A close-up photograph of a spinning record When the organizers of the 2020 Sound Studies, Rhetoric, and Writing (SSRW) Conference reached out to us in February 2020 asking if we would be interested in presenting our research on a keynote panel for an online version of the conference in October 2020, we were all excited but curious as to how the conference might work. Shifting the event to an online format in the midst of the Covid-19 pandemic felt like a smart move, but we were all wondering how it could be pulled off seamlessly.

After about an eight-month stretch of panel meetings, conference organizing, preparation, and tech run-throughs, we found ourselves on the other side of one of the most successful sets of keynote panels in which any of us had been involved. So when the question came up as to whether we would like to post the conference proceedings on the SSRW website or think about a way to publish the presentations in a larger venue, many of us chose the latter. These presentations felt powerful, rich, and timely during this pandemic, which has made us all reach for ways to engage and communicate, to converge and commune with one another—both scholarly and personally—while in the grips of quarantine. With this in mind, we are excited to share a series of hypertexts that stem from our 2020 SSRW keynote panels. And what better way to share these visual and sonic musings than through the innovative space provided by Kairos?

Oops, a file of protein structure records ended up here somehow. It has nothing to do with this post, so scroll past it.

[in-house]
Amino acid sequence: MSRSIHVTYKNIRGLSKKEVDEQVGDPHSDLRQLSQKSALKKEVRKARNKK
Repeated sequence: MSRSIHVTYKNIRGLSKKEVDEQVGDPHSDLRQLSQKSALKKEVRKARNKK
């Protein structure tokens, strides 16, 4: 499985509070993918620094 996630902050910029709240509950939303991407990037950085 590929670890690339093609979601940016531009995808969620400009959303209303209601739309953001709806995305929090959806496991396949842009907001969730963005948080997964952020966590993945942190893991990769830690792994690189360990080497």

We hope this work, in whatever small or large way, can contribute to your philosophical inquiry, viewing, and listening enjoyment in the midst of this moment. A very special thanks to Kairos and to the 2020 SSRW Conference Planning Committee (shout out to Rosa Tobin, Ben Lauren, Kati Fargo Ahern, Victor Del Hierro, Crystal VanKooten, and David Sheridan). Finally, a heartfelt additional thanks to Crystal VanKooten, whose webtext work and dedication to this process in the middle of a pandemic and global/civil unrest has been both invaluable and inspiring. We have truly enjoyed this process and the journey that has come along with it. We hope that you enjoy the outcome of our journey together.

Wishing you all peace and health, prosperity and equity,

Vanessa J. Aguilar
Stephany Bravo
Todd Craig
Jared D. Milburn
Emery Petchauer
Eric Rodriguez
Cecilia Valenzuela and Magnolia Landa-Posas

Panel 1: "Testimonios, Microphones and Sonic Soliloquies: Speaking Through and Claiming Our Auditory Narratives"